Gideon Rubin's paintings are replete with dichotomy. Their subject matter, taken from found early twentieth-century photos, is unapologetically nostalgic--yet the work is not saccharine. Austere and elemental, the palate is subdued, subtle, seemingly faded. Forms are reduced to a few sure brushstrokes that suggest rather than describe a figure or landscape.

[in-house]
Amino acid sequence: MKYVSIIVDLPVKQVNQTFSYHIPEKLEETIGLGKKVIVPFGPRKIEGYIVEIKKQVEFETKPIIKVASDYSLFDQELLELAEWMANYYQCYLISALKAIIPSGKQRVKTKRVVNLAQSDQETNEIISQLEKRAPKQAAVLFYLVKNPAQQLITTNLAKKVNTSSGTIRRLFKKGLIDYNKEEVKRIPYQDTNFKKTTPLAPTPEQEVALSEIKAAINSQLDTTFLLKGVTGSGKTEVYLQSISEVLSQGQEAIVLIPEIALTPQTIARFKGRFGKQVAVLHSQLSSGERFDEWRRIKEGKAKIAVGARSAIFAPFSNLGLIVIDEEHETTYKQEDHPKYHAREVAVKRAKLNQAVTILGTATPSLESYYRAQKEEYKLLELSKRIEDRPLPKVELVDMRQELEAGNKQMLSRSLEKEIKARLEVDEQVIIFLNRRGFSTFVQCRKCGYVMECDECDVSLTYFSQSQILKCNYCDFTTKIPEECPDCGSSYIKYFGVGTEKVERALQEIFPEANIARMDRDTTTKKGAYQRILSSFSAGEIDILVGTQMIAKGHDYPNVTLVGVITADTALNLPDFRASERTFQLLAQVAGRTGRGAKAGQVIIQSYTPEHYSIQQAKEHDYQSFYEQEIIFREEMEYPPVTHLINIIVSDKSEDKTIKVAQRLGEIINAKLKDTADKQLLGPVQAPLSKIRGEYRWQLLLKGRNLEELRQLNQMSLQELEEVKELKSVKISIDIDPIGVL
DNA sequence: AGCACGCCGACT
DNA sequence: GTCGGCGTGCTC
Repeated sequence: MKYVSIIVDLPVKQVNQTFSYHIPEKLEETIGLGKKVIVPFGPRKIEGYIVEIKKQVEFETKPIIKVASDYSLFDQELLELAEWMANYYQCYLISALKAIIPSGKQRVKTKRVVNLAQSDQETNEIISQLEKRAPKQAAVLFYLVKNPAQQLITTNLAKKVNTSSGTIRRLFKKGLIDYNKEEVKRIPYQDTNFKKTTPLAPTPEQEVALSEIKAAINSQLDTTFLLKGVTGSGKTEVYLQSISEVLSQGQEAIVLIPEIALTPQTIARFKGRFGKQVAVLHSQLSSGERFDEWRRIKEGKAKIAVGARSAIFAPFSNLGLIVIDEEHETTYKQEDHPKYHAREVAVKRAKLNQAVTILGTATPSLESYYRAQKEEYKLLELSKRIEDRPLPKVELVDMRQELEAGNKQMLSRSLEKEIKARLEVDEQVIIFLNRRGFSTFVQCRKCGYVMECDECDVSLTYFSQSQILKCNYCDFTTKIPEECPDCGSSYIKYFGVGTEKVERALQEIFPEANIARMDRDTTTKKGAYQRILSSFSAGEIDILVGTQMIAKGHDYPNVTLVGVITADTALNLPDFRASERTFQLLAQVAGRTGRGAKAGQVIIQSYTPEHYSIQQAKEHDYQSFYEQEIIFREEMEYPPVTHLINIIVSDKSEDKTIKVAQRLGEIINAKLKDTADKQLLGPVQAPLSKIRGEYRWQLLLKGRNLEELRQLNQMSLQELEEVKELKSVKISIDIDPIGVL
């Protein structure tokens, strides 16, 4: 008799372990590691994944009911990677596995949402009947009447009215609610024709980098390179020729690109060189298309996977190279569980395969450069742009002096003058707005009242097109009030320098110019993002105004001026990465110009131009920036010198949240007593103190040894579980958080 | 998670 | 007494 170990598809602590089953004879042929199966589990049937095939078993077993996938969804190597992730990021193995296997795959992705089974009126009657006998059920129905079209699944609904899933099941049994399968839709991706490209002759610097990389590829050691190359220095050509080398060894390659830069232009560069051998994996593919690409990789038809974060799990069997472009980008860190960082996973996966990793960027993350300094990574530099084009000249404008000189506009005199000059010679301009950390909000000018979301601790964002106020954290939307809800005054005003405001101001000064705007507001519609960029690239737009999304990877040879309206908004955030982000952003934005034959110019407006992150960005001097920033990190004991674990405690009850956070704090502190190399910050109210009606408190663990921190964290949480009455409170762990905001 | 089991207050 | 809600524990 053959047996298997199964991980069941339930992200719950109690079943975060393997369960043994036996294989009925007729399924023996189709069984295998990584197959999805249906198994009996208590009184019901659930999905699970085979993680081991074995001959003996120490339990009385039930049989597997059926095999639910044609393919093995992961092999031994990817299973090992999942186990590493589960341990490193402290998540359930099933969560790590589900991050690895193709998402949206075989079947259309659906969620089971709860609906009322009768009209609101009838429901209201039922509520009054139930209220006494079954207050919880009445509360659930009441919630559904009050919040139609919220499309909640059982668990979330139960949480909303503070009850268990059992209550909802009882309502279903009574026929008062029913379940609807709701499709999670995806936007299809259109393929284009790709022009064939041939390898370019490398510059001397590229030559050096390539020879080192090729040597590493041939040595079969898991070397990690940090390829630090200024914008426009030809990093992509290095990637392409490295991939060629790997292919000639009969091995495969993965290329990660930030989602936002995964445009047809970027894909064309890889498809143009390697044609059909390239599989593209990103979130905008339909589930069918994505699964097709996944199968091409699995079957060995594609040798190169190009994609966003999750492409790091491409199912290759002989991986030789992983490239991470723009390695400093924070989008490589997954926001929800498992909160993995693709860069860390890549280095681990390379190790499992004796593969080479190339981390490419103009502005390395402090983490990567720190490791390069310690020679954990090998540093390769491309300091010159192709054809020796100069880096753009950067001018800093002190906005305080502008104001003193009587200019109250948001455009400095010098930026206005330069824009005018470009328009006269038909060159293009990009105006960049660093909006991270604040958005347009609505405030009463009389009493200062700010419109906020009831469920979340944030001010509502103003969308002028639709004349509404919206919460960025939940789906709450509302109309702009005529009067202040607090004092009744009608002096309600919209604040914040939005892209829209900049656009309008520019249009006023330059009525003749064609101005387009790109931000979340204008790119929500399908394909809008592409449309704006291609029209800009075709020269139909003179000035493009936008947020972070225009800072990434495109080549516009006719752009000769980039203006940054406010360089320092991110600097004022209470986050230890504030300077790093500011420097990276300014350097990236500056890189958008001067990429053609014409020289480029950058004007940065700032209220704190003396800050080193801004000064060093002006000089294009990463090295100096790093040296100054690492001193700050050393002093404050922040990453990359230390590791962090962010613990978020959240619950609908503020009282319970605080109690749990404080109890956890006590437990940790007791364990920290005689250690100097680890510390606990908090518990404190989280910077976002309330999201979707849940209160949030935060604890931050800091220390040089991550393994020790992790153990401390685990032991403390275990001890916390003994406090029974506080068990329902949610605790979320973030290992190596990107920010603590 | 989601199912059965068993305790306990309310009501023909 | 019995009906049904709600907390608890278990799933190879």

Israel-born Gideon Rubin's oil paintings borrow from the compositions of found photography and the intimate images that compromise commonplace memories of loved ones and sentimental landscapes. Absent of identifying features, Rubin's figures invite emotional transference, allowing the viewer to interject meaning drawn from their own recollections and sense of place.